As a collector, my biggest challenge this year has been submitting winning bids at the Heritage, Stack’s and Great Collections auctions. The post-pandemic price increases for the US coins I collect (19th century type and early 20th century rarities, preferably in Gem grade or better) have far exceeded my expectations. The dilemma is always “reaching” to win the lot vs. overpaying so much that it will take many years to recoup what I paid.

From left to right: Ken Bressett, Jeff Garrett, and Mary Lynn Garrett.
From left to right: Ken Bressett, Jeff Garrett, and Mary Lynn Garrett.

Jeff GarrettFounder, Mid-American Rare Coin Galleries, Inc.

Without a doubt, finding fresh material for resale. I have been super lucky that a few cool things fell into my lap last year, most notably the Kentucky Gold Hoard. Finding a sufficient supply of new coins to meet the demand of my customer base is a continuing challenge. Rare coin prices were fairly stable this year and the incentive for sellers was less than in the recent past.

Jeff KiersteadOwner, MintProducts Auctions

With expenses up across the board, keeping enough product coming in can be a challenge. We are fortunate to see our business still growing.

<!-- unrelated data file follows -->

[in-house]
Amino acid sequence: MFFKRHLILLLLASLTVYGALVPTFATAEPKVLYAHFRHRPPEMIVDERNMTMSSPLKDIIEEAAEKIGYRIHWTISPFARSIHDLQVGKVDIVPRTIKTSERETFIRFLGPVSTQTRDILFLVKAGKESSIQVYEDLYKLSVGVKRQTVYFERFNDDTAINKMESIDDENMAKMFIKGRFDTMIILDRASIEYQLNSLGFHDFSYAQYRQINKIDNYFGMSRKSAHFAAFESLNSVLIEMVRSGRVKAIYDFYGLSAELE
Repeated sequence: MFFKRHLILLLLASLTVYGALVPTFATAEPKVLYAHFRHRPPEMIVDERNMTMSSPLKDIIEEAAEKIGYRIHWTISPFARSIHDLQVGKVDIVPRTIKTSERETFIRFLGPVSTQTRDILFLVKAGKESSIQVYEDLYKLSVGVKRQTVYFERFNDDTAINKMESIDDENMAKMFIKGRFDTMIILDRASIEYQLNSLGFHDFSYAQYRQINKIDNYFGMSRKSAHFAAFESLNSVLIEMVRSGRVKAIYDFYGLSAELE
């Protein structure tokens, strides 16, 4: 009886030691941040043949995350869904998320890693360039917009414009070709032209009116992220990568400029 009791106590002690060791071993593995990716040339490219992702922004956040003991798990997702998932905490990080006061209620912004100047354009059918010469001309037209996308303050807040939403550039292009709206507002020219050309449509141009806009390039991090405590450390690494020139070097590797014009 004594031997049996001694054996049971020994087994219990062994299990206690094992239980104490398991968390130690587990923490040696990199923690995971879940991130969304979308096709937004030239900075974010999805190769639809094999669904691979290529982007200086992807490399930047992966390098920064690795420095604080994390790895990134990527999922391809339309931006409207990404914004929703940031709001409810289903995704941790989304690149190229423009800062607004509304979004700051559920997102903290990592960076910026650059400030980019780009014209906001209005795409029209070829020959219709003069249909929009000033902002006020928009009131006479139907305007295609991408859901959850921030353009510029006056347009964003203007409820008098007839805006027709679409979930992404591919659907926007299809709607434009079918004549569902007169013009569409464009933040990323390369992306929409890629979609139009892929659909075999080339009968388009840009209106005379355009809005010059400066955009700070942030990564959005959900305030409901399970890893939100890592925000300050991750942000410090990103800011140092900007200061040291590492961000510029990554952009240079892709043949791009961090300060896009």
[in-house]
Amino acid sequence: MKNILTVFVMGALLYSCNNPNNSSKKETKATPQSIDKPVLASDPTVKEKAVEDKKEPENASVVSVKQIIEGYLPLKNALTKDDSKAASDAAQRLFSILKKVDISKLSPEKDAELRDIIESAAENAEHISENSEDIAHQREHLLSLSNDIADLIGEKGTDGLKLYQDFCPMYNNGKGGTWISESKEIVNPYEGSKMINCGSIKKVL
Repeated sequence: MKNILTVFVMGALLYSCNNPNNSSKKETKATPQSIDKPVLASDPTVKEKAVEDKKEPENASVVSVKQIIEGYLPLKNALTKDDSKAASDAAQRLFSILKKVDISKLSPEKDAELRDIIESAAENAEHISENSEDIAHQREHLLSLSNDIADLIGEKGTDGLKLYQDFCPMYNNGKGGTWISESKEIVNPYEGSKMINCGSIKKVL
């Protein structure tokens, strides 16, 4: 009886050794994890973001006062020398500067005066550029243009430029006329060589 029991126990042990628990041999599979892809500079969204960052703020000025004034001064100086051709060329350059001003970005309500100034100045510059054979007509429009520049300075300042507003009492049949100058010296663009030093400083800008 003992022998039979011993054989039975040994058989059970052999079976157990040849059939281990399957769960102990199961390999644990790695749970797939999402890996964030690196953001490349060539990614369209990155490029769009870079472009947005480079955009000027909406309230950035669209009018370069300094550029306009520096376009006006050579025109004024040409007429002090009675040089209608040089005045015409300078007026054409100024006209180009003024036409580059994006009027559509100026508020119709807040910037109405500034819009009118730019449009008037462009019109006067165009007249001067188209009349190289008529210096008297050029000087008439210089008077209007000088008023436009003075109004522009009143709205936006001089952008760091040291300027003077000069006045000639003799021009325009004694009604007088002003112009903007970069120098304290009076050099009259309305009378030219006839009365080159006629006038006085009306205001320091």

Bob GreenOwner, Park Avenue Numismatics

This year, explaining premiums for precious metals has been a little more difficult because of the amount of clients making purchases for personal use or precious metals IRAs. In addition, premiums for $20 gold pieces have fluctuated a tremendous amount and we have had to educate our clients on these changes.

Kevin Lipton – Owner, Kevin Lipton Rare Coins

I would say record gold prices with premiums lowering at the same time has been a bit of a challenge.

* * *

For the new numismatist on a limited budget, what series would be at practical entry point?

Kevin Lipton

A Silver Eagle set!

Bob Green

Bob Green

I think Silver Eagles are probably one of the nicer collections that can be started with a limited budget due to low silver prices, and they began in 1986 and continue each year. There are even some special issues that can be added at higher price points, but that could be a decision left up to the collector.

Dan GoevertRare Coins 101

I’m assuming by a “limited” budget, you mean a very limited budget; perhaps something appropriate for a youngster. I can make a couple of recommendations right off the bat:

Jefferson Nickels: It is still possible to complete a set of Jefferson Nickels plucked from circulation. There are still nickels from the early decades of the Jeffersons flowing in and out of cash registers and change counting machines. Even war nickels are waiting to be found in coin rolls!